Sunday, 4 September 2011

Puebla to Catemaco via Veracruz

Fri 2nd to Sat 3rd September

Another day of Mexican motorways to get to Veracruz. Although generally better quality (and no topes), they are not a cheap option. Today we rode about 170 miles and it cost us over £15 pound in tolls each, that’s nearly twice what we spent on fuel. Another oddity I've noticed, English motorways have emergency telephones every mile, here in Mexico, they have large concrete containers of water in the shape of wells instead. They obviously don't have much faith in the reliability of their vehicles. I wonder whether they are for vehicle fires or dodgy radiators.

As we descended from the highlands, the temperature and humidity shot up. We quickly became as wet from the inside, as we had done from the outside yesterday.

We finally arrived on the east coast. Veracruz, another colonial citywas founded by Cortez when he arrived from Spain in 1519 for the areas gold. It became, and still is Mexico's main sea port handling the majority of the Country's trade. The city retains much of its heritage, including the forts and is certainly worth of a visit if you're travelling this way. We only have a few days to get to Cancun, so it's overnight stops only for us at the moment. Not much time for exploring.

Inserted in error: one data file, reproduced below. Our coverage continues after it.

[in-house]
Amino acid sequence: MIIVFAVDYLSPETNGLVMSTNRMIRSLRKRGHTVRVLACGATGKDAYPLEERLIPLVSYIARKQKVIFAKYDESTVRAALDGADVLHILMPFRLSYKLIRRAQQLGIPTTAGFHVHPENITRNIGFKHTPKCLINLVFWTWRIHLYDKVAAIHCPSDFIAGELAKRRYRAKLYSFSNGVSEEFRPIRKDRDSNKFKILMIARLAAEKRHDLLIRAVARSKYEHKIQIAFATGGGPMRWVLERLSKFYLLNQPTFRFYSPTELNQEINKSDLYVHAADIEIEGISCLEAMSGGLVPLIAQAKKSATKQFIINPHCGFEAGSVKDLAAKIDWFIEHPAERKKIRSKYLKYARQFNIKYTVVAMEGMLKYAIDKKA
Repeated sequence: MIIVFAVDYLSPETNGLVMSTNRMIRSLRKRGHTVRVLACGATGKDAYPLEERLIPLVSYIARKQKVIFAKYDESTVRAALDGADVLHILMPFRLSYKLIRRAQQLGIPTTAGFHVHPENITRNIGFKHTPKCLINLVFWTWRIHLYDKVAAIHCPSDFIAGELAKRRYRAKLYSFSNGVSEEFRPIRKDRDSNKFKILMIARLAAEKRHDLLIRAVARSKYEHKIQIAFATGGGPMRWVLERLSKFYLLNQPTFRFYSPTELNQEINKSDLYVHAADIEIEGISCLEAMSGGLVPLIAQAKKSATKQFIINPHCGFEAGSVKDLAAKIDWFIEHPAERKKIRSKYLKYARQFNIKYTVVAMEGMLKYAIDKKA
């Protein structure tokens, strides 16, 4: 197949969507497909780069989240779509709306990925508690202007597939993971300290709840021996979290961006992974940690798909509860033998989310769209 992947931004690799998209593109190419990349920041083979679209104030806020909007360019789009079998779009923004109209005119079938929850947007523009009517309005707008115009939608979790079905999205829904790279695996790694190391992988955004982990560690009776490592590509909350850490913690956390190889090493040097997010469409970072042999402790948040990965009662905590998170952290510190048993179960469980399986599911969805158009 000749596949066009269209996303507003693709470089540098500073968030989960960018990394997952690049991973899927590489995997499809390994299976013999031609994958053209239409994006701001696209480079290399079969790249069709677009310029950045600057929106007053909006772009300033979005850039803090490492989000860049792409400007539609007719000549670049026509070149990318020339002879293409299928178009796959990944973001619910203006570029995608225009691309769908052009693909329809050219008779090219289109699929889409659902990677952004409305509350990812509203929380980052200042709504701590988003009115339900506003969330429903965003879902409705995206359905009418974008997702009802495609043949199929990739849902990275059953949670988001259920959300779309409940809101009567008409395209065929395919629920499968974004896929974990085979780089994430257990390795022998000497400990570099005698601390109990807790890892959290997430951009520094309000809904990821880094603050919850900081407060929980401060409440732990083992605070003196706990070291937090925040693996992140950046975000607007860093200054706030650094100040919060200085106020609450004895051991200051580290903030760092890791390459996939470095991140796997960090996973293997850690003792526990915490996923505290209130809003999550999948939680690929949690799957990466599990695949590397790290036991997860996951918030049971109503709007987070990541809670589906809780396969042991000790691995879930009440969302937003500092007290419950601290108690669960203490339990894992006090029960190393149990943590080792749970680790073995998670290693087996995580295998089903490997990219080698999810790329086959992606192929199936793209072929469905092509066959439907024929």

Enjoying street music and a beer in the Plaza

View from the hotel


We wore our Rukka suits yesterday for the first time since the beginning of July but today it was back to jeans and mesh jackets to try and keep cool. Our route was along the 180 following the Gulf of Mexico coastline to Catemaco.

Our first view of the Gulf coast. It's not all pristine sandy beaches and palm trees.

When refuelling, we often also stop for a drink as most of the petrol stations have small shops attached. A surprise today was when a local, also in the shop, smiled, said ‘buenas tardes’, wished us a good trip and then offered us a bottle of beer each that he had just bought. The incident reminded me of Shane the off-road rider that we met way back in June at Koosharem in the States. He was going to follow the blog to find out what we thought about the Mexicans. He had ridden here a number of times but had been put off coming back as he had heard that they were all glum and unfriendly these days. Well our experience to date is just about all positive. Granted they don’t seem to be smiling all the time but if you wave, nod or acknowledge them in any way they almost always respond with a smile and a wave and that includes the police and army. Today just reinforced that view.

Catemaco, our destination for the night. The town is located on the edge of a large lake and is a bit of a tourist trap for boat trips to the nearby islands that have a wealth of wildlife, including monkeys, alligators and numerous species of birds.

Another thing that surprised me on coming into Mexico was the number of VW Beetles on the road. They used to be built here apparently and it is probably still one of the most common vehicles on the road. If you're into renovations, there are plenty of very old models that would be worth lots of dosh in the UK.

Enjoying a frappe (except mine had part of the mixer blade that had broken off in it)

Not sure if Bob's into cross dressing or whether he was looking for a present for Carol when she arrives next week.

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